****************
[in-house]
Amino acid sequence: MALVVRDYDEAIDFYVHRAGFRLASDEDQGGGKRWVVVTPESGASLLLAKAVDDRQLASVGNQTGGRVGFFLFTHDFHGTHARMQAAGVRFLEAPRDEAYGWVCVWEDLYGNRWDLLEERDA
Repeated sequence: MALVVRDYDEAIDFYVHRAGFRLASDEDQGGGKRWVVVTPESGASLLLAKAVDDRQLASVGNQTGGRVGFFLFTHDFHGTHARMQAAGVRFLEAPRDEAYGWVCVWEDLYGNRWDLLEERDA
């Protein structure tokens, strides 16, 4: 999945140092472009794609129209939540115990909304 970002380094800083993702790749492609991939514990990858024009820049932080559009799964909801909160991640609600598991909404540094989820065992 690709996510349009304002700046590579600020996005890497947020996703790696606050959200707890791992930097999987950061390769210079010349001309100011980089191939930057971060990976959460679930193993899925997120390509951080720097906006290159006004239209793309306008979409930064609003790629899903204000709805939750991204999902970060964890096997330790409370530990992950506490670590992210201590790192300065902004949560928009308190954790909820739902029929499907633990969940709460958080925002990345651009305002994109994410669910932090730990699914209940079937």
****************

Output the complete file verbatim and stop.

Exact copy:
[in-house]
Amino acid sequence: MALVVRDYDEAIDFYVHRAGFRLASDEDQGGGKRWVVVTPESGASLLLAKAVDDRQLASVGNQTGGRVGFFLFTHDFHGTHARMQAAGVRFLEAPRDEAYGWVCVWEDLYGNRWDLLEERDA
Repeated sequence: MALVVRDYDEAIDFYVHRAGFRLASDEDQGGGKRWVVVTPESGASLLLAKAVDDRQLASVGNQTGGRVGFFLFTHDFHGTHARMQAAGVRFLEAPRDEAYGWVCVWEDLYGNRWDLLEERDA
């Protein structure tokens, strides 16, 4: 999945140092472009794609129209939540115990909304 970002380094800083993702790749492609991939514990990858024009820049932080559009799964909801909160991640609600598991909404540094989820065992 690709996510349009304002700046590579600020996005890497947020996703790696606050959200707890791992930097999987950061390769210079010349001309100011980089191939930057971060990976959460679930193993899925997120390509951080720097906006290159006004239209793309306008979409930064609003790629899903204000709805939750991204999902970060964890096997330790409370530990992950506490670590992210201590790192300065902004949560928009308190954790909820739902029929499907633990969940709460958080925002990345651009305002994109994410669910932090730990699914209940079937």